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Movement Induces the Use of External Spatial Coordinates for Tactile Localization in Congenitally Blind Humans

In: Multisensory Research
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Tobias Heed 1Biological Psychology and Neuropsychology, University of Hamburg, Von-Melle-Park 11, 20146 Hamburg, Germany

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Johanna Möller 1Biological Psychology and Neuropsychology, University of Hamburg, Von-Melle-Park 11, 20146 Hamburg, Germany
2Heidekreis-Klinikum, Viktoria-Luise-Straße 5, 29614 Soltau, Germany

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Brigitte Röder 1Biological Psychology and Neuropsychology, University of Hamburg, Von-Melle-Park 11, 20146 Hamburg, Germany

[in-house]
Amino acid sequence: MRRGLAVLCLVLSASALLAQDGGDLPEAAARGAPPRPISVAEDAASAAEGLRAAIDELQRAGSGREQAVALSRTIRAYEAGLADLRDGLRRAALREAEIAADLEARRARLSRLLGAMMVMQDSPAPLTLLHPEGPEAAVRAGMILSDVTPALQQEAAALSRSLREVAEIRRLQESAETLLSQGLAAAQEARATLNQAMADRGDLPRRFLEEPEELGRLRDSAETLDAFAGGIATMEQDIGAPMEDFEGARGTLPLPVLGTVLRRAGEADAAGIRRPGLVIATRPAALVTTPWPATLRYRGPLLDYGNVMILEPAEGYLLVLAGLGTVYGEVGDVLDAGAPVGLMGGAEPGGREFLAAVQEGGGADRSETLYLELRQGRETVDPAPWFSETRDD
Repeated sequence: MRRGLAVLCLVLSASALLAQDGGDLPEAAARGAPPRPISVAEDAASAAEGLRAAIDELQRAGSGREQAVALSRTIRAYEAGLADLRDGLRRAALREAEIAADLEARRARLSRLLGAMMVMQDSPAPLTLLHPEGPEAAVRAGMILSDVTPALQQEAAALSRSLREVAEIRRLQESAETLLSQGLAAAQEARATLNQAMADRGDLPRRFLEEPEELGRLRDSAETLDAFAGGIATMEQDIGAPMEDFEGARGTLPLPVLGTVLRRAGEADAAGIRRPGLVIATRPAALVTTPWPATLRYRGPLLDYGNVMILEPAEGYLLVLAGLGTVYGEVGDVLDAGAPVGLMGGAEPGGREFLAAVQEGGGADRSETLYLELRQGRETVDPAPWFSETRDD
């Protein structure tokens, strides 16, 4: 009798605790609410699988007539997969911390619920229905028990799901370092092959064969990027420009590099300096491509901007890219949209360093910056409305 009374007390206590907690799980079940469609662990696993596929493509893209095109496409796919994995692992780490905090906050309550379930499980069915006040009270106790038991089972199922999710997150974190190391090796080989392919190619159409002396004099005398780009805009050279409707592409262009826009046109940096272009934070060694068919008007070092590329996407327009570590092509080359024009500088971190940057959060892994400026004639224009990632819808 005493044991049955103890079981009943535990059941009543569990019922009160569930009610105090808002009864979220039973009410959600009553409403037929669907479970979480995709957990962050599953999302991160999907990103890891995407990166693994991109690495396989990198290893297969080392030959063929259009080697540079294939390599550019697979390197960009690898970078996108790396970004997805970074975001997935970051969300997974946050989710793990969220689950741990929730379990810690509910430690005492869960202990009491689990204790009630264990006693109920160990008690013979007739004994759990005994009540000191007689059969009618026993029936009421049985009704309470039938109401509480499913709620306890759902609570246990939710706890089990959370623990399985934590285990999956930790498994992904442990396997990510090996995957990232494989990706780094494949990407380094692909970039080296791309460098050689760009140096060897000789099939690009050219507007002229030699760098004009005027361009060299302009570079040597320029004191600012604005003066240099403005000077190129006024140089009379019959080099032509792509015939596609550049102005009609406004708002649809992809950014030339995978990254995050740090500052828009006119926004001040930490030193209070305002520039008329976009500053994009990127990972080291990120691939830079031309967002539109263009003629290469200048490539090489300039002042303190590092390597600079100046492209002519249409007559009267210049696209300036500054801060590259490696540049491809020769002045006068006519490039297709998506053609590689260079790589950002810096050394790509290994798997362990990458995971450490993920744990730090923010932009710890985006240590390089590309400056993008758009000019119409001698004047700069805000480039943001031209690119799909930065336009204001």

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To localize touch, the brain integrates spatial information coded in anatomically based and external spatial reference frames. Sighted humans, by default, use both reference frames in tactile localization. In contrast, congenitally blind individuals have been reported to rely exclusively on anatomical coordinates, suggesting a crucial role of the visual system for tactile spatial processing. We tested whether the use of external spatial information in touch can, alternatively, be induced by a movement context. Sighted and congenitally blind humans performed a tactile temporal order judgment task that indexes the use of external coordinates for tactile localization, while they executed bimanual arm movements with uncrossed and crossed start and end postures. In the sighted, start posture and planned end posture of the arm movement modulated tactile localization for stimuli presented before and during movement, indicating automatic, external recoding of touch. Contrary to previous findings, tactile localization of congenitally blind participants, too, was affected by external coordinates, though only for stimuli presented before movement start. Furthermore, only the movement’s start posture, but not the planned end posture affected blind individuals’ tactile performance. Thus, integration of external coordinates in touch is established without vision, though more selectively than when vision has developed normally, and possibly restricted to movement contexts. The lack of modulation by the planned posture in congenitally blind participants suggests that external coordinates in this group are not mediated by motor efference copy. Instead the task-related frequent posture changes, that is, movement consequences rather than planning, appear to have induced their use of external coordinates.

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